The worst anti-Spitzer argument ever

The New York Times and others claim his candidacy is bad for democracy. An alternative scenario is far worse

Topics: eliot spitzer, The New York Times, New York City, comptroller, 2013 Elections, Democracy, ,

The worst anti-Spitzer argument everEliot Spitzer (Credit: Reuters/Brendan Mcdermid)

A lot of people, especially in elite media and political circles, don’t want Eliot Spitzer to run for New York City comptroller. They have all sorts of reasons, some more valid than others. Some are offended that he had sex with a prostitute, some pretend they’re offended he had sex with a prostitute, and some hate the guy because he was an aggressive prosecutor of financial misconduct.

But another explanation catching on goes something like this: Eliot Spitzer’s candidacy is bad for democracy.

Here’s the New York Times editorial page this week:

There will always be candidates for public office who are ethically compromised, temperamentally unsuitable and politically incompetent, but if they insist on running anyway, who has the right to tell them not to?

Then the editorial basically goes on to do just that (emphasis added):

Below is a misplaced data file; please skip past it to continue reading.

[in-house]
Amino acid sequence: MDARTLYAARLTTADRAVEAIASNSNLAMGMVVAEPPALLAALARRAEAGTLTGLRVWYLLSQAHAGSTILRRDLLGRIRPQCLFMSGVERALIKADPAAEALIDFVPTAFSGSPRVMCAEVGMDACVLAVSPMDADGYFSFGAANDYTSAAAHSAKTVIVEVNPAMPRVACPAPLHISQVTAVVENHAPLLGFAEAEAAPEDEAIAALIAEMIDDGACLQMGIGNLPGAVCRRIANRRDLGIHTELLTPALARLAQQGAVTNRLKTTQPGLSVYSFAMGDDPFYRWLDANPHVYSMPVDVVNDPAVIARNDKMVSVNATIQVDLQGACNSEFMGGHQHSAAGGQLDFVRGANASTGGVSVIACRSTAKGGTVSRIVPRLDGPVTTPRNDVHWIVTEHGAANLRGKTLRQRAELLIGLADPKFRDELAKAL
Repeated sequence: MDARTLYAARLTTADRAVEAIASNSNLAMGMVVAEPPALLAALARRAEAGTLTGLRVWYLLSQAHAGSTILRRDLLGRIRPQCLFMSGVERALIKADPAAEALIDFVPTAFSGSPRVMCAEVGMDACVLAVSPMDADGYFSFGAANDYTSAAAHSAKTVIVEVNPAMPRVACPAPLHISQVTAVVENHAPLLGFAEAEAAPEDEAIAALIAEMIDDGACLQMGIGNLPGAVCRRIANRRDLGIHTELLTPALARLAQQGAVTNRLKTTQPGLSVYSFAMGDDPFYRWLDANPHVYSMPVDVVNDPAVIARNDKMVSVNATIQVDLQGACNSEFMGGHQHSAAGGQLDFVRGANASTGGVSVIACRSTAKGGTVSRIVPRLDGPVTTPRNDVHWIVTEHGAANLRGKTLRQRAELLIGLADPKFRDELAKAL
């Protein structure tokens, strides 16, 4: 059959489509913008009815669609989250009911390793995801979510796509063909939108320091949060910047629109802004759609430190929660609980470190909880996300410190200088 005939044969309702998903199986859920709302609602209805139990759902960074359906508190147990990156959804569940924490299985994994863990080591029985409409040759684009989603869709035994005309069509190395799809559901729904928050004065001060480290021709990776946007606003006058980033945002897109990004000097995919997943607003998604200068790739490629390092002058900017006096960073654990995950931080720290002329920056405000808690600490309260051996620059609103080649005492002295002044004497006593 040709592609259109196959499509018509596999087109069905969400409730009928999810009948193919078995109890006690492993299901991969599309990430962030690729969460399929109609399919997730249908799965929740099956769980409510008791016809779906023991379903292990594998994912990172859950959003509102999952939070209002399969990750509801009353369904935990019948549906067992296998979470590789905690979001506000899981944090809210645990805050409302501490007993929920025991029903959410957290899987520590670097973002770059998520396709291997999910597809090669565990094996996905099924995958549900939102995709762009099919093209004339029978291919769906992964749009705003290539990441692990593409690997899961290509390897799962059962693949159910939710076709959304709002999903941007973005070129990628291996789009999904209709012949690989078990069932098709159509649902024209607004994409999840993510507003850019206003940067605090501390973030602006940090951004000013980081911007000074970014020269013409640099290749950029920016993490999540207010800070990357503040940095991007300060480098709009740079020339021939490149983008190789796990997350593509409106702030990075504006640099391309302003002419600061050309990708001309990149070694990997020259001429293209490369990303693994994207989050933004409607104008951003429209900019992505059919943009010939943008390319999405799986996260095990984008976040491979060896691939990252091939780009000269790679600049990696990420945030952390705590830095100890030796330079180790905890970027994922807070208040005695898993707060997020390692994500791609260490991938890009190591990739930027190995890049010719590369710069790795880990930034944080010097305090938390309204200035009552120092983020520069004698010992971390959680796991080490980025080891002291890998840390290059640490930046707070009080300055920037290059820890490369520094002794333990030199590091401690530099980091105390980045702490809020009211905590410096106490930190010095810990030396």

That said, Eliot Spitzer’s bid to recycle himself by running for New York City comptroller is unnerving on many levels, and not just because he has suddenly decided to undo the buckles of self-restraint that used to keep disgraced ex-politicians (for soliciting prostitutes, in his case) from re-entering the public sphere.


Mr. Spitzer, like Mr. Weiner, is a political animal who clearly finds it hard not to have an audience. That’s understandable, but did they have to bring us all along on their journeys of personal ambition?

New Yorkers, like all citizens, deserve serious and thoughtful political campaigns, but between Anthony Weiner, the former sexting congressman, and Client 9 (the name given to Mr. Spitzer in the federal investigation of the escort service he used) and the self-described madam who ran that escort service and now claims she’s going to run against her former customer, the stage is set for a summer of farce.

If he makes it on the ballot, he will doubtless discuss issues and ideas like the policy wonk he is. But he will also use his money and name recognition to suck all attention from the other candidates, especially the capable Manhattan borough president, Scott Stringer, who deserves better treatment.

Voters will have to do their best to tune out the noise.

The Times ed page has cultivated an image over the years as a kind-of self-appointed protector of democracy and good governance. This is a good thing, in theory – we need that – but the application of these principles has been a bit, shall we say, situational, from blessing Mike Bloomberg’s term limit reversal (after voters had twice voted for it) to effectively overlooking his many campaign finance perversions.

Anyway, the Times here is arguing that Spitzer’s running will undermine the sanctity of this political campaign by creating “noise,” depriving voters of “serious and thoughtful political campaigns,” and making it harder for Scott Stringer, another fine candidate in the race.